Project context

The latest figures from African Energy Live Data suggest that Q1 2020 saw the lowest generation capacity additions in Africa for at least 20 years, with no new on-grid generation from February after coronavirus halted construction and commissioning

Issue 421 - 27 August 2020

Karpowership pushes on with LNG play


Karpowership is well advanced with the conversion of three LNG tankers to floating storage and regasification units (FSRUs) designed specifically for the African market and is hoping to steal a march on rival LNG import schemes. The FSRUs are being built through a 50:50 joint venture with Mitsui Osaka Lines (MOL).

Issue 421 - 27 August 2020

Kenya: Gas conversion plans


The Ministry of Energy has lined up the Kipevu 3 and Rabai power plants for conversion to gas and is in talks with Finland’s Wärtsilä to carry out the work. Energy principal secretary Joseph Njoroge told African Energy that only plants on Kenya’s coast that are not nearing the end of their lifespans would be considered for conversion.

Issue 422 - 10 September 2020

Kosmos steps back from Africa


As explorers cut back on Africa spending, Kosmos Energy has agreed with Royal Dutch Shell to sell its stakes in exploration blocks in São Tomé & Príncipe, Namibia, South Africa and Suriname for about $100m, plus future contingent payments of up to $100m.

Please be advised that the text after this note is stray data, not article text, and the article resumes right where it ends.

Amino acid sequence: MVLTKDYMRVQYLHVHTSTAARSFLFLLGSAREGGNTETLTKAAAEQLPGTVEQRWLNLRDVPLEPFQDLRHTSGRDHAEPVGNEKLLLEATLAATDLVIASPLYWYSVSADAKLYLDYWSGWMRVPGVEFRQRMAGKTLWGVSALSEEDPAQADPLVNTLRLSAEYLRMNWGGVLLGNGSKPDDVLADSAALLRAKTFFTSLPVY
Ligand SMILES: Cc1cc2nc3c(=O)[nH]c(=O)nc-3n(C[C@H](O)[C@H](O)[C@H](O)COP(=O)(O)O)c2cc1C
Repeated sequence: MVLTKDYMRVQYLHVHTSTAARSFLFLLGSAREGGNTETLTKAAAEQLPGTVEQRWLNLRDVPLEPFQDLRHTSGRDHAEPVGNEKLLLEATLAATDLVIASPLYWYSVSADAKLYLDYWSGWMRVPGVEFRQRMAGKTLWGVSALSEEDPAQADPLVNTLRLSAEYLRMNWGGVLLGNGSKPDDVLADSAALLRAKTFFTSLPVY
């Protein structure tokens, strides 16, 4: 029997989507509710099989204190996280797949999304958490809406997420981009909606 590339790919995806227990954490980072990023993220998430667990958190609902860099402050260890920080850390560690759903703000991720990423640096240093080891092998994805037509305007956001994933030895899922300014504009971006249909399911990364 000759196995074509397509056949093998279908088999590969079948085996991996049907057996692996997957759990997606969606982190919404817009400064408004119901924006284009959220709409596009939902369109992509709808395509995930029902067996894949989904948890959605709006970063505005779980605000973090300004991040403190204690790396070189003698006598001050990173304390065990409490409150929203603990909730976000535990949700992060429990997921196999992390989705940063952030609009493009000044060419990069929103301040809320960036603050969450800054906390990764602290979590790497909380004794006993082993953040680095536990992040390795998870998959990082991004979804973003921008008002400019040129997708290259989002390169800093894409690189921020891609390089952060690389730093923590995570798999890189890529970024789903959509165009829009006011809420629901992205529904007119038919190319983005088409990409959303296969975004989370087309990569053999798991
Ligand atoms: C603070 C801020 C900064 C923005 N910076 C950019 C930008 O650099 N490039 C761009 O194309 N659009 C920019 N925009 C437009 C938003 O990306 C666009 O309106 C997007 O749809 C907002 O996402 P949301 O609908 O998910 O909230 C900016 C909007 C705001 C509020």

Namibia | São Tomé & Príncipe | South Africa

Turkey’s Calik Energy and GE have signed contracts to build a 300MW CCGT plant at Cap des Biches. The plant will initially burn naphtha but is expected to run on local gas as soon as it becomes available from developments under way offshore, writes Dan Marks


The launch of two projects to import LNG will eventually save Libya money and end a debilitating period of rolling power cuts. While gas sales from the west of the country to Italy are likely to continue, the deterioration of one of Africa’s leading hydrocarbons exporters to this point provides more evidence of the shocking irresponsibility of domestic politicians and their various international supporters, writes John Hamilton


Better-than-expected results from the Luiperd well mean Total and its partners have dropped plans for further drilling and will move straight to development. Domestic gas will come as a shot in the arm for the South African economy but development will not be straightforward, writes Thalia Griffiths.

South Africa
Issue 427 - 19 November 2020

BP scales down Greater Tortue phase II


Kosmos Energy has dropped plans to sell down part of its stake in the Greater Tortue Ahmeyim project following the adoption of plans for a scaled-down second phase. The smaller phase II aims to make more use of existing infrastructure, making it cheaper and more profitable, writes Thalia Griffiths.